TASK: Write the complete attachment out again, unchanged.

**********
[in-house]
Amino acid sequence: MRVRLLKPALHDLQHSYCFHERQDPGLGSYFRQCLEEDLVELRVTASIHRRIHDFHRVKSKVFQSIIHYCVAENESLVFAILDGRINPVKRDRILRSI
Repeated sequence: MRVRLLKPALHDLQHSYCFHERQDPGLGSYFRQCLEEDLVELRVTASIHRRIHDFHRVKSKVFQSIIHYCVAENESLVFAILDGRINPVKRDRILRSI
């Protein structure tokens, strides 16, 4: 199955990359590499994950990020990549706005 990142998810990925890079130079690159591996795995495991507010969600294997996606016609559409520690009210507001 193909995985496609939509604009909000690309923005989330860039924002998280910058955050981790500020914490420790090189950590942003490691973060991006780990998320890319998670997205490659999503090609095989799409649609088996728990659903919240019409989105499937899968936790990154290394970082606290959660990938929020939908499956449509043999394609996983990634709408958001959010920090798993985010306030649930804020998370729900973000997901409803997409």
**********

[in-house]
Amino acid sequence: MRVRLLKPALHDLQHSYCFHERQDPGLGSYFRQCLEEDLVELRVTASIHRRIHDFHRVKSKVFQSIIHYCVAENESLVFAILDGRINPVKRDRILRSI
Repeated sequence: MRVRLLKPALHDLQHSYCFHERQDPGLGSYFRQCLEEDLVELRVTASIHRRIHDFHRVKSKVFQSIIHYCVAENESLVFAILDGRINPVKRDRILRSI
């Protein structure tokens, strides 16, 4: 199955990359590499994950990020990549706005 990142998810990925890079130079690159591996795995495991507010969600294997996606016609559409520690009210507001 193909995985496609939509604009909000690309923005989330860039924002998280910058955050981790500020914490420790090189950590942003490691973060991006780990998320890319998670997205490659999503090609095989799409649609088996728990659903919240019409989105499937899968936790990154290394970082606290959660990938929020939908499956449509043999394609996983990634709408958001959010920090798993985010306030649930804020998370729900973000997901409803997409």